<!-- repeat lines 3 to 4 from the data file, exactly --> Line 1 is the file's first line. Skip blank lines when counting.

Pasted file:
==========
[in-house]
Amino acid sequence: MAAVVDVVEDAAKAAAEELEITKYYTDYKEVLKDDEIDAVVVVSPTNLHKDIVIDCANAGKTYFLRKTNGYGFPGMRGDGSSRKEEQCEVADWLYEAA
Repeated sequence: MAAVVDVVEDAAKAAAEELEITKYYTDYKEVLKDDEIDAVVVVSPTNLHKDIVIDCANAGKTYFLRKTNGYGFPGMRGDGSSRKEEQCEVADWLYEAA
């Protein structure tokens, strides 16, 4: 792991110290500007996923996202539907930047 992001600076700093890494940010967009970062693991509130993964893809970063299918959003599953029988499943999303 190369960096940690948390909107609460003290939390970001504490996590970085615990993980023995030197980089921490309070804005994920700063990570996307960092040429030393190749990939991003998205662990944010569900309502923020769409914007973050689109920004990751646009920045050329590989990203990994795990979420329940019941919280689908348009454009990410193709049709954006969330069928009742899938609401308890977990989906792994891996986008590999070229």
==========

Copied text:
Repeated sequence: MAAVVDVVEDAAKAAAEELEITKYYTDYKEVLKDDEIDAVVVVSPTNLHKDIVIDCANAGKTYFLRKTNGYGFPGMRGDGSSRKEEQCEVADWLYEAA
């Protein structure tokens, strides 16, 4: 792991110290500007996923996202539907930047 992001600076700093890494940010967009970062693991509130993964893809970063299918959003599953029988499943999303 190369960096940690948390909107609460003290939390970001504490996590970085615990993980023995030197980089921490309070804005994920700063990570996307960092040429030393190749990939991003998205662990944010569900309502923020769409914007973050689109920004990751646009920045050329590989990203990994795990979420329940019941919280689908348009454009990410193709049709954006969330069928009742899938609401308890977990989906792994891996986008590999070229």